Jaded men sit huddled together in spotted benches inside Atrium mall, clutching shopping bags of ladies still in stores. They are eager to share their views as their wives thumb through racks. The unstiched clothing section is so empty, one could roll a bowling ball without hitting anyone.
Its 1am, the weekend before Eid, and city is alive with lights with nary a mask in sight. No one bothers to check vaccination status, and Dolmen Mall Clifton, arguable the strictest of malls in terms of masks, has waived away the requirement.
Yet, e-commerce made huge strides during the pandemic. Did it impact the ratio of online shopping compared to visiting brick and mortar stores during the festive occasion? Apparently not.
“I am going to go Eid shopping with my husband,” says Khadija while sitting with friends. “I have enough clothes for Eid but I would like to make at least one trip with him.” Her statement is met with nods and smiles from other friends sitting around. While logic dictates to make the most of sales during occasions such as 23 March, ‘Eid ki shopping’ after dinner in Ramazan is part and parcel of the activities of the holy occasion.
Since female garments and jewellery appear to have the most traction, it implies that women are more inclined towards online shopping, however, the fun of Eid shopping remains in visiting bazaars rather than clicking around on a website and waiting for delivery
“Online shopping during pandemic Eid was much more since the stores were closed. There was a major shift and at times 100 per cent of the sales were through the website only. However, though online sales continue to grow rapidly but the sales ratio for this Eid is 30pc online and 70pc through stores as shopping with family is part of our Eid festivities,” says Quratulain Sohail, deputy general manager Ideas in a written reply to questions.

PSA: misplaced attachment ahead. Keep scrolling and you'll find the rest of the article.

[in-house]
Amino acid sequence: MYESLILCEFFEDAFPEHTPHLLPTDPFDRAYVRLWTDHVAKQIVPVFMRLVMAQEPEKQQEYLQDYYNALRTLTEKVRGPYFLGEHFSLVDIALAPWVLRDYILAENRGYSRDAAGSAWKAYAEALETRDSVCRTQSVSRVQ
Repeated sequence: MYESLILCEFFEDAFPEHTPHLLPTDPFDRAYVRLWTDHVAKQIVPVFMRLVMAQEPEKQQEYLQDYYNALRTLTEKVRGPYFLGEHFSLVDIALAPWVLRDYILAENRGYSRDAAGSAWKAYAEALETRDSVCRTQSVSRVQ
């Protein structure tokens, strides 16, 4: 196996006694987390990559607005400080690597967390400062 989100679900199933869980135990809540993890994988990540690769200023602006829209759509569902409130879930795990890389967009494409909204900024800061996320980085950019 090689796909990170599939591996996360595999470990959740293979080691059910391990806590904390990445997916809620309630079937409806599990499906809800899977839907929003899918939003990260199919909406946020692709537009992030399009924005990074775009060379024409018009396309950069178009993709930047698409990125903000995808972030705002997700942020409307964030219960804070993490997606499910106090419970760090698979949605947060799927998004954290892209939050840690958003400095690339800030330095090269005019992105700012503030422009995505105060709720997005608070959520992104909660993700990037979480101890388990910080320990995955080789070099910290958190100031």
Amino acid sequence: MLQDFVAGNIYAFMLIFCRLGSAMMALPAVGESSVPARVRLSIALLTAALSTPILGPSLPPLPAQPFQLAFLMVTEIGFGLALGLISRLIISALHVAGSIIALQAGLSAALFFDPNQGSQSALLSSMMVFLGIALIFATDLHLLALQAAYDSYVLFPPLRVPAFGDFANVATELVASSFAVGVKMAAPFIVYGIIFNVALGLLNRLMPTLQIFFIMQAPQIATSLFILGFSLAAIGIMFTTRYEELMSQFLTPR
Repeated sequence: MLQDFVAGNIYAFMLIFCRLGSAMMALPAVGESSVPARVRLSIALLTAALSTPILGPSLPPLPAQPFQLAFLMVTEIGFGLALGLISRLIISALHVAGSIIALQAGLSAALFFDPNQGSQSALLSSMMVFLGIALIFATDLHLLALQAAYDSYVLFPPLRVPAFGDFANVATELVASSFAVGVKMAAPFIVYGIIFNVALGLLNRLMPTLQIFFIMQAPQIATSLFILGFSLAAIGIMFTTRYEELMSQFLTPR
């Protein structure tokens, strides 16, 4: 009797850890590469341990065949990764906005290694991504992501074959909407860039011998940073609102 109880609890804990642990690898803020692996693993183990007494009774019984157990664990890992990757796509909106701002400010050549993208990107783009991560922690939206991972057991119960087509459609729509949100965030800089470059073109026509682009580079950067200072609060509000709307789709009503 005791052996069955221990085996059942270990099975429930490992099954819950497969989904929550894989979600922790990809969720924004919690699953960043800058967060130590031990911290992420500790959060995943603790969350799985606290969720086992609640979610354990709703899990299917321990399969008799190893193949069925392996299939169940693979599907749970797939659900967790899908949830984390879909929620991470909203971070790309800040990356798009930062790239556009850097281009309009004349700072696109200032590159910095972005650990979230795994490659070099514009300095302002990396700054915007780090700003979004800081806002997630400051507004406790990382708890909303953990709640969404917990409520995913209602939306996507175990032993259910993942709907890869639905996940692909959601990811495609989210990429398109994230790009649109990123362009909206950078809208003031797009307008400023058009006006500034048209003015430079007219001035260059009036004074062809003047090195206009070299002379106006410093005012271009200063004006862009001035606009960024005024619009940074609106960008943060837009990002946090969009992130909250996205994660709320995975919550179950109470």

While the sales and discounts offered on the website are the same as the ones in-store, claims Gul Ahmed, shopping online allows customers to view the entire variety after which they may opt to buy from nearby stores rather than make a purchase virtually. Among the different lines of garments and home textiles offered for sale by Ideas, ladies apparel has been the fasting growing as they introduced their ready-to-wear brand Kaaj.
“In this season, a change in trends can be seen in shopping categories. Sales of eastern garments, shoes and jewellery have risen, indicating a lot of gatherings over Eid. It appears that after two years, Eid will be celebrated full flow,” says Salman Sattar, co-founder & CEO of beauty and fashion e-commerce store Bagallery.
“While this month has been very good in terms of sales, jewellery stands out with a 200pc growth rate year-on-year compared to other categories that have grown 120-130pc versus last year. We sell affordable jewellery without a high premium that allows females to indulge in various styles compared to local brands,” he said, explaining that girls like to wear trinkets three to four times before opting for something new, hence the high turnover.
Detailing the change in e-commerce shopping trends, he said that previously people used to peruse the website to buy products that were not available offline but now the contribution of locally available products such as Maybelline and Loreal have increased as well. About 80pc of the consumers are women, he added.
Evidence supports what logic and conventional wisdom dictates: women like shopping. Since female garments and jewellery appear to have the most traction, it implies that women are more open to accepting and experimenting with online shopping. Having said that, the fun of Eid shopping lies in physically going to markets rather than clicking around on a website and waiting for delivery.
Published in Dawn, The Business and Finance Weekly, May 2nd, 2022